Aston billed its 2024 upgrade plan as “quite aggressive” and Imola marked its biggest upgrade so far - in fact, bigger in terms of declared changes than what Ferrari and Red Bull brought that weekend - with a revised front wing, nose, floor, diffuser, engine cover and rear corner, including rear suspension.

But much like the upgrades it brought during 2023, there’s a lack of evidence that it’s added relative performance to the car.

Aston’s fallen further away from the front group and into the clutches of the leading midfield team. Last year it was Alpine, this time it’s RB.

Points in last three rounds

Ferrari - 101
McLaren - 88
Red Bull - 81
Mercedes - 44
RB - 17
Aston Martin - 4
Haas - 2
Williams - 2
Alpine - 2
Sauber - 0

Another unwelcome reoccurring theme is the worsening driveability of the car.

Krack labelled the AMR24 “difficult to drive” after Alonso’s crash in final practice at Imola - one of the weakest weekends of the two-time champion’s F1 career so far.

This echoed Alonso’s uncharacteristic couple of spins across the Mexican Grand Prix last year amid the nadir of Aston almost completely losing its way in late 2023.

A big test of patience

Raquel Stroll and Lawrence Stroll, F1

If Aston’s slump during the second half of 2023 wasn’t enough to test the patience of Aston’s uber-ambitious owner Lawrence Stroll and the rest of the board, its stuttering 2024 is going to.

Stroll invested in a 400,000-square feet F1 ‘campus’ including the Silverstone-based outfit’s first-ever windtunnel (it’s still using Mercedes’ windtunnel for now), state-of-the-art simulator and design, manufacturing and marketing hub.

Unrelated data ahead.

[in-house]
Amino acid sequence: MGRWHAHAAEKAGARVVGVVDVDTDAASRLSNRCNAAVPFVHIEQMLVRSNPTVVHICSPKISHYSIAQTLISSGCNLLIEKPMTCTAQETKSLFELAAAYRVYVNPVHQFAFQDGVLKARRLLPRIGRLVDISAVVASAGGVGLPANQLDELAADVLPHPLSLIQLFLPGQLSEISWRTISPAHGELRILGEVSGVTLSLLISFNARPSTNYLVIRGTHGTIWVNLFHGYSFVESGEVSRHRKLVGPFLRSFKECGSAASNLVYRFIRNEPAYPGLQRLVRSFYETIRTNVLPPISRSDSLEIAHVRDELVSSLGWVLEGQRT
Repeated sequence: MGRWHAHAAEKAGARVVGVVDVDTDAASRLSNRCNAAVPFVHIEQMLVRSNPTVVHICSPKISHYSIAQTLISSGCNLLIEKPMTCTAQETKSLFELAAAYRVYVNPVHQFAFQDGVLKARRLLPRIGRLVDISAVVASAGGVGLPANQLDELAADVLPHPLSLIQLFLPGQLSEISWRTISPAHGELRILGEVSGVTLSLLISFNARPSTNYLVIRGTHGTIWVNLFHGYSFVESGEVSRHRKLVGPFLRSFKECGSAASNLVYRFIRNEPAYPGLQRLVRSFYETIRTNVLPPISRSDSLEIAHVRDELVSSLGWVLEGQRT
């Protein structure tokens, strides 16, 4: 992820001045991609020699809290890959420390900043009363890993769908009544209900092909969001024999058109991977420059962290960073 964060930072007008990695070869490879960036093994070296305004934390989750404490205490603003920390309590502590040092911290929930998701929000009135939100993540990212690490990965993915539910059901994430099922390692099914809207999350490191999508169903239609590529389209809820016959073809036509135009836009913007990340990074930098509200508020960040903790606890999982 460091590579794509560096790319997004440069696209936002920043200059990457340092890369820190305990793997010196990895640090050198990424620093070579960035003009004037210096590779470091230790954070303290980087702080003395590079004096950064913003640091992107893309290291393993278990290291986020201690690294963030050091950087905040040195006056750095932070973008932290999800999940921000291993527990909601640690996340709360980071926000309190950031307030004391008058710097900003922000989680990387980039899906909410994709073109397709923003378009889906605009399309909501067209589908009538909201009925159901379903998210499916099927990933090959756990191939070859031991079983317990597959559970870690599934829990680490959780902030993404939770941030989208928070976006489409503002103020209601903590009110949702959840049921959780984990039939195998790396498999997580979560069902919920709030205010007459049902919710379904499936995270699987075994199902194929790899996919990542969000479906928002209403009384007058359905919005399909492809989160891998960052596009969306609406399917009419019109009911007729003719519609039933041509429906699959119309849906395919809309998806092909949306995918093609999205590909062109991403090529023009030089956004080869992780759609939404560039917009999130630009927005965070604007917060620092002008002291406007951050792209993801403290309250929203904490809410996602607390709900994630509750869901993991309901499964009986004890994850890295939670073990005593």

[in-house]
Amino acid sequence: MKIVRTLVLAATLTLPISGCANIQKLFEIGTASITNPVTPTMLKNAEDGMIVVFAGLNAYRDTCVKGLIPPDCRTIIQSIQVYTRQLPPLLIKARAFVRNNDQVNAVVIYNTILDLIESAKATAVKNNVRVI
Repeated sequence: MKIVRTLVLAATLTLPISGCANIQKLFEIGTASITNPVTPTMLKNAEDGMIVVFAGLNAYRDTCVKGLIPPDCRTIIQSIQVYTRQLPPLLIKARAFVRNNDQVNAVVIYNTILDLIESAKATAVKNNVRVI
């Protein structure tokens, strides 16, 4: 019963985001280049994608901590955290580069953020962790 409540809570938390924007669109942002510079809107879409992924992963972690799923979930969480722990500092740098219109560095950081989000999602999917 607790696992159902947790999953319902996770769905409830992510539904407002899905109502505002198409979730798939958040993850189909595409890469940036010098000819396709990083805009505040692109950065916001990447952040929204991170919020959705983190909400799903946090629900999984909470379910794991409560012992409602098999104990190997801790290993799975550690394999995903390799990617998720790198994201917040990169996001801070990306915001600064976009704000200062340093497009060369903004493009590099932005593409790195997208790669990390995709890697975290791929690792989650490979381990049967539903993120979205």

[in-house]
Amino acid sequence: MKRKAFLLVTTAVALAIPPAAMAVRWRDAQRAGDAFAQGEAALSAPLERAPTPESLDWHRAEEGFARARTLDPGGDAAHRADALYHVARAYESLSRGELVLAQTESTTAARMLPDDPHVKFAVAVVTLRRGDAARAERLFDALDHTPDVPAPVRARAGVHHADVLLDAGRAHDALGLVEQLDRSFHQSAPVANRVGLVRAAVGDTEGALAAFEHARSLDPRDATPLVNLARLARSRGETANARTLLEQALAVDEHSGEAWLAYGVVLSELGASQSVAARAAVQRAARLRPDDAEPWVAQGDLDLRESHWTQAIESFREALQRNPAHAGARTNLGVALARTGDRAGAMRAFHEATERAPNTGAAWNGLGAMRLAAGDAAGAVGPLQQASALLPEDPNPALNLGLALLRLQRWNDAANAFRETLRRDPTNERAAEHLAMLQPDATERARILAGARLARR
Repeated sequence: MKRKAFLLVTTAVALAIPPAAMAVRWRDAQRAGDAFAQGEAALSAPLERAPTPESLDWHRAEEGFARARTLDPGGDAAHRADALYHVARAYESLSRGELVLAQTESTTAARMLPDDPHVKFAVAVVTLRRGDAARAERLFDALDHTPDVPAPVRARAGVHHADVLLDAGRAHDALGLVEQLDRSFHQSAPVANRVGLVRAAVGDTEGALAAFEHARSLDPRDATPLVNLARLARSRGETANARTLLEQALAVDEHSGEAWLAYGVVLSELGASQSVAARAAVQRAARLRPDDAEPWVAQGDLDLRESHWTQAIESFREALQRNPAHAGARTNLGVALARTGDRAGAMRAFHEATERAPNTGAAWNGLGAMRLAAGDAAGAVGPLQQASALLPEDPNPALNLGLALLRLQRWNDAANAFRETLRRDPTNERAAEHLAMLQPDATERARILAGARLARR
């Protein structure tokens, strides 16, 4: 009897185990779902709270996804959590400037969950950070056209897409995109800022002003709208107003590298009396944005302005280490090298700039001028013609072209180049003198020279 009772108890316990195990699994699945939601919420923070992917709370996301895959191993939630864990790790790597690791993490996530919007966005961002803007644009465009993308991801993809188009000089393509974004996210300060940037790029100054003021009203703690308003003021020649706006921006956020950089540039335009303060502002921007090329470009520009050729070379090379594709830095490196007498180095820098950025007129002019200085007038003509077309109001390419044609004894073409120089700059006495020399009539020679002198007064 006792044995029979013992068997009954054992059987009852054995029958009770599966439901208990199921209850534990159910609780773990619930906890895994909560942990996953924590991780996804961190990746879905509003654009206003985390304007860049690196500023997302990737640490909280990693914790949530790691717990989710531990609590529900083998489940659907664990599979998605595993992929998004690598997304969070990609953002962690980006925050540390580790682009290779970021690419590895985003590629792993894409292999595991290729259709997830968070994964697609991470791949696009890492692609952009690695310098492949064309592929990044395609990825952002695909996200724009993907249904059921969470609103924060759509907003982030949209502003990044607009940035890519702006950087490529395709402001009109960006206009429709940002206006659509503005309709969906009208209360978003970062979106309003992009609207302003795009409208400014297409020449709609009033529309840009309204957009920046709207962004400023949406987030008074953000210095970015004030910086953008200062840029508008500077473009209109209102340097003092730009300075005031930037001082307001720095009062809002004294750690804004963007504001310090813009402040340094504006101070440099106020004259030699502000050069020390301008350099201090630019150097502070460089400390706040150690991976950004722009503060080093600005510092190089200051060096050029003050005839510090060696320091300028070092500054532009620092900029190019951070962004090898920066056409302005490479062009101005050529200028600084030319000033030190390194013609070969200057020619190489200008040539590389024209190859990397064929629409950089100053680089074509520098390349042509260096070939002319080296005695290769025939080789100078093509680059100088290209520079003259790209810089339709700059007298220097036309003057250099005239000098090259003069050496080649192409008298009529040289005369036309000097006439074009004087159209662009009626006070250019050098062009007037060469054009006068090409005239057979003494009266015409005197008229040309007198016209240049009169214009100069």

Its 2025 car will be the first to benefit from the new windtunnel but its campus opened mid-last year and should be helping its 2024 car - so too should its simulator that was scheduled to come online in early 2024.

But Stroll will be expecting results before all of that comes into play, along with the works Honda engine deal from 2026.

With Aston staggering, you have to wonder who would carry the can if Stroll decides to look at who's at fault.

F1’s recent high turnover of team bosses and senior technical personnel means the market offers no shortage of potential replacements for any of Aston’s leading figures.

Last week Italian magazine La Gazzetta dello Sport reported ex-Ferrari F1 boss Mattia Binotto was in talks with Aston, now that his period of Ferrari gardening leave is believed to have ended. That wouldn’t necessarily involve Binotto becoming Aston’s new team boss, but instead could result in him spearheading its technical department, slotting in above Dan Fallows.

Mattia Binotto, F1

Binotto’s made multiple appearances in F1 paddocks since his Ferrari departure, and appears keen on a new project - but would have plenty of potential options outside of Aston, too.

Any technical recruitments made this year will be particularly crucial for the team’s prospects for the start of F1’s new car and engine rules in 2026.

So don’t expect Stroll to hesitate before making the moves he needs to, in order to ensure that Aston is delivering results to match his investment.

Imola and Monaco will have been a big wake-up call to everyone at Aston. To struggle so badly at the latter, a track where it almost won last year, will have hurt.

Next up is a circuit where Alonso finished second last year - Montreal. There, Aston will have the chance to either start course-correcting or edge closer to some heads rolling.